Review: Spinning Silver by Naomi Novik - 10/10*
This novel is pure escapism; it is enchanting, mystical and, most importantly, a fantastic piece of writing. I loved it. It’s the best book I’ve this year so far. Go read it!
I’m a critic but I found nothing to critique here. And for me that says a lot. I often find it hard just to sit back and enjoy a story without pulling it apart and dissecting all the elements of the book. It’s just want happens when you’re and English student. You consider the characters, the themes and everything the writing is trying to convey. With this, however, I was taken away by the majestic nature of the fairy-tale plot. It all just fitted together so perfectly and slid into an ending that left me feeling warm inside.
The novel is an amalgamation of fairy tales, all distinctively eastern European in feel, though they are fleshed out and twisted into something resembling a complex and compelling story that is not limited by the standard tropes fairy tales demand. This is not a novel about love; it is one about survival in a cut-throat world where the rich and powerful exploit the poor, weak and helpless. The peasants starve in the winter as their lands are raided by the mystical Staryk whilst their Tsar hordes the entire kingdom’s wealth and basks in his own splendour. He does little to help his own people.
As such, people have to learn to survive and defend themselves in an unjust world. There are no heroes, only people who are willing to be brave in the face of tyranny. And tyranny can come in many forms, and often those who are supposed to love and protect us become the worse of the lot. Daughters learn to overthrow their fathers and make their own paths in the world. Miryem learns to turn silver into gold by taking up her father’s money lending business, and eventually what appears to be a natural aptitude for business develops into a fully-fledged magical ability that captures the attention of an Ice King.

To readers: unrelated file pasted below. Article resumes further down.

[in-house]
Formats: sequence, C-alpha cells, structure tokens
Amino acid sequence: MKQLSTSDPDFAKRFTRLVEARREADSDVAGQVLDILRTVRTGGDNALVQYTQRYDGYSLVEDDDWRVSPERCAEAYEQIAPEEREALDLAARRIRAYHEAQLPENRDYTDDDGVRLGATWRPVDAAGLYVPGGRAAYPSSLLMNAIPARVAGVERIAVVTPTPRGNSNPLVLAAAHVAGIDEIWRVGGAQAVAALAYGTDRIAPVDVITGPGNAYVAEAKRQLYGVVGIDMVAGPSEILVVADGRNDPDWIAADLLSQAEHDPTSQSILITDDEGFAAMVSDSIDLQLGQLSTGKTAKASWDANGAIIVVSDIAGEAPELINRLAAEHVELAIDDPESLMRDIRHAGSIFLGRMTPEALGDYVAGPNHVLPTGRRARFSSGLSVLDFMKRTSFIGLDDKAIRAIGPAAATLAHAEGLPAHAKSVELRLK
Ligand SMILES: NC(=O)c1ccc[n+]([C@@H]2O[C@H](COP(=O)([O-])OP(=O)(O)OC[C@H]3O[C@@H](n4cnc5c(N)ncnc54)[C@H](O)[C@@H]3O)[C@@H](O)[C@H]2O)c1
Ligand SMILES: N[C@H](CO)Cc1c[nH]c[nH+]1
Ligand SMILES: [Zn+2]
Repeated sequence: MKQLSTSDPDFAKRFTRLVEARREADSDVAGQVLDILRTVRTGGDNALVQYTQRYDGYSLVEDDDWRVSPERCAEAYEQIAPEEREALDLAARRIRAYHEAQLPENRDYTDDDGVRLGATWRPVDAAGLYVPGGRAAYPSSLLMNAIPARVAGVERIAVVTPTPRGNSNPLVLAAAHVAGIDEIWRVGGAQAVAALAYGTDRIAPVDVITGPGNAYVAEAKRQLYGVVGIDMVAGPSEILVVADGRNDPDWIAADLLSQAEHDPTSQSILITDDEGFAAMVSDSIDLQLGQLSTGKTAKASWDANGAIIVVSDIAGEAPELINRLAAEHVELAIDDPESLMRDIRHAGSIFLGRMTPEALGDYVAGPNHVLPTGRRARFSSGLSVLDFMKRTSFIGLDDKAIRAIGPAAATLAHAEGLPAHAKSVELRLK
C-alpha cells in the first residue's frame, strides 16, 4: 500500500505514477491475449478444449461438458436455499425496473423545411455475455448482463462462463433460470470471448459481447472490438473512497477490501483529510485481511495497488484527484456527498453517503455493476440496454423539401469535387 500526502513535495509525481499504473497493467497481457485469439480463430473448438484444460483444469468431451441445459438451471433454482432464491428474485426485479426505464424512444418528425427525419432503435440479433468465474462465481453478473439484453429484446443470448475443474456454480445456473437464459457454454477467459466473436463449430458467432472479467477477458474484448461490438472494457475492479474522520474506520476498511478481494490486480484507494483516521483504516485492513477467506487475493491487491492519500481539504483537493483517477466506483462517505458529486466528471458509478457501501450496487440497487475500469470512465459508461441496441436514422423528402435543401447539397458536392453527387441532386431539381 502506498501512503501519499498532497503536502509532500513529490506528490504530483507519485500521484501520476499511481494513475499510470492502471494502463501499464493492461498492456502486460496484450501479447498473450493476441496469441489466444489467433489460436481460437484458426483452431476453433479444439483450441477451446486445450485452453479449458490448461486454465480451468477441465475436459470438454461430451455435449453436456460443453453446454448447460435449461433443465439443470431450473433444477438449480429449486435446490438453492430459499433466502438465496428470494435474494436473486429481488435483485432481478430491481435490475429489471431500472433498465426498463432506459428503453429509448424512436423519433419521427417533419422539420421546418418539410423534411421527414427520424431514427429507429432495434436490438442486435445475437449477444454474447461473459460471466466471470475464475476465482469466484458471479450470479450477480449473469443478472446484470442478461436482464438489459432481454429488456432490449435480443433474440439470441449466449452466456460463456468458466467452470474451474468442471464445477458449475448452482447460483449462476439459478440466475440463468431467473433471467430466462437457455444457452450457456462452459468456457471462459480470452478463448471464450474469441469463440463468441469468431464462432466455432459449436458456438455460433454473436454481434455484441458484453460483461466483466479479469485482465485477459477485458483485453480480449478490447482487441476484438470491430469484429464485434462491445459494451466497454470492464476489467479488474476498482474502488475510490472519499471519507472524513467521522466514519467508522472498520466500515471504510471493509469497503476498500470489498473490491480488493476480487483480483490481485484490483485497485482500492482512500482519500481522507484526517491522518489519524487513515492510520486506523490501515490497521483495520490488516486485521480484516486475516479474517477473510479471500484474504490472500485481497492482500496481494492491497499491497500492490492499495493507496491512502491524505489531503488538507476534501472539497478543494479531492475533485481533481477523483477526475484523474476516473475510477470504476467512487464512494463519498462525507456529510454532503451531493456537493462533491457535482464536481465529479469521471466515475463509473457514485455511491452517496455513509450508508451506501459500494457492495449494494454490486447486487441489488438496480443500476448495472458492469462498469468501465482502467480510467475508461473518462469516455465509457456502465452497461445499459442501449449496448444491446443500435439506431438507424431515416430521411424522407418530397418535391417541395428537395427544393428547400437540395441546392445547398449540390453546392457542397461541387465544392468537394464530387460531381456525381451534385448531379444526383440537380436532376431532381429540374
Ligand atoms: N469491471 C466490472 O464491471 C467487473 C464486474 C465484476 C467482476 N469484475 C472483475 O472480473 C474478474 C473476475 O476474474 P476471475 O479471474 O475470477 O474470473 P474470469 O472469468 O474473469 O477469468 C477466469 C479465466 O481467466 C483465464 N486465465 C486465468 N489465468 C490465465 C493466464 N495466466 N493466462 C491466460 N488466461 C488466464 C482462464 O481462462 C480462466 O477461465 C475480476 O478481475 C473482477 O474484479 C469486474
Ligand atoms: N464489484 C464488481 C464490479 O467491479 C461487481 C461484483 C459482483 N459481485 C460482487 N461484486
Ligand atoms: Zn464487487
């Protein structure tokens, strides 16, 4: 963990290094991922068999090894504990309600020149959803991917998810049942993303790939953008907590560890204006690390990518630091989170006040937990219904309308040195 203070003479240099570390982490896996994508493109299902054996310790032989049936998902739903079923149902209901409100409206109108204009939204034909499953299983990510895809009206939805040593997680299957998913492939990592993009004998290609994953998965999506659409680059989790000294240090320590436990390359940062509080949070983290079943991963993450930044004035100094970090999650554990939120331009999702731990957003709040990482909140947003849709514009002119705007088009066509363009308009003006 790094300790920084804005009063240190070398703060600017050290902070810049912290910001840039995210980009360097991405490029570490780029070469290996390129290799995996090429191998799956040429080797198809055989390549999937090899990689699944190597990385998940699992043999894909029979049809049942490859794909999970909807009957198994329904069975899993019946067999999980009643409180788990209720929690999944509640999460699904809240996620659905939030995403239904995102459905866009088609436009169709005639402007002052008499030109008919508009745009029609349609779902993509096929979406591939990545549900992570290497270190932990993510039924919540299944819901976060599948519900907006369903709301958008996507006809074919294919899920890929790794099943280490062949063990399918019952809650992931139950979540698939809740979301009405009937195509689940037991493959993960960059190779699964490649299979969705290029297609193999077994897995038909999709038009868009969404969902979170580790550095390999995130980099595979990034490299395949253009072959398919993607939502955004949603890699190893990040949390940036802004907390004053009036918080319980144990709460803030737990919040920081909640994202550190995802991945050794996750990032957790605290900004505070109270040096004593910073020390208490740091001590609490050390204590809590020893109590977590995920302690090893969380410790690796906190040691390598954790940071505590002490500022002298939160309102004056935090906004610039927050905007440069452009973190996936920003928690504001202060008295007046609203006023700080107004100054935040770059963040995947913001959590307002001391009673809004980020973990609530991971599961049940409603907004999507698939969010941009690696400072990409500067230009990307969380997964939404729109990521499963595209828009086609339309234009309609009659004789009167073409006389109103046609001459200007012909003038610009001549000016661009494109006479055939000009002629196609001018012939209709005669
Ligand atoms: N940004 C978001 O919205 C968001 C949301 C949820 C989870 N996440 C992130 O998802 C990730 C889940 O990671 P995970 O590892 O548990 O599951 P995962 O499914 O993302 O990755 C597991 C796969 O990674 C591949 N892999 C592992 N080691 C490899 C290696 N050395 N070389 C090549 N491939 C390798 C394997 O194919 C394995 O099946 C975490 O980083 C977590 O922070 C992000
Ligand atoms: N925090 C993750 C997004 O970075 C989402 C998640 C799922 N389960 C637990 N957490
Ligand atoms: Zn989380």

From here the plot only improves. There are a multitude of characters and point of views though they are all linked and brought together into such a powerful ending. As Miryem is taken back to the Staryk kingdom, the Tsar daemon of rage and fire seeks to melt the lands of always winter. Two conflicting powers come crashing together, as the veil is lifted revealing the truth of a character shrouded in misunderstanding and ice. Just because a people operate in a different way, it does not make them inherently evil.
Spinning Silver is so much better than Uprooted because it is consistent; it sticks with the same themes and develops them until the very end of the story rather than shifting into a radical new plot line half-way through the story. As such the magic begins on the very first page and stays until the very last- I highly recommend it!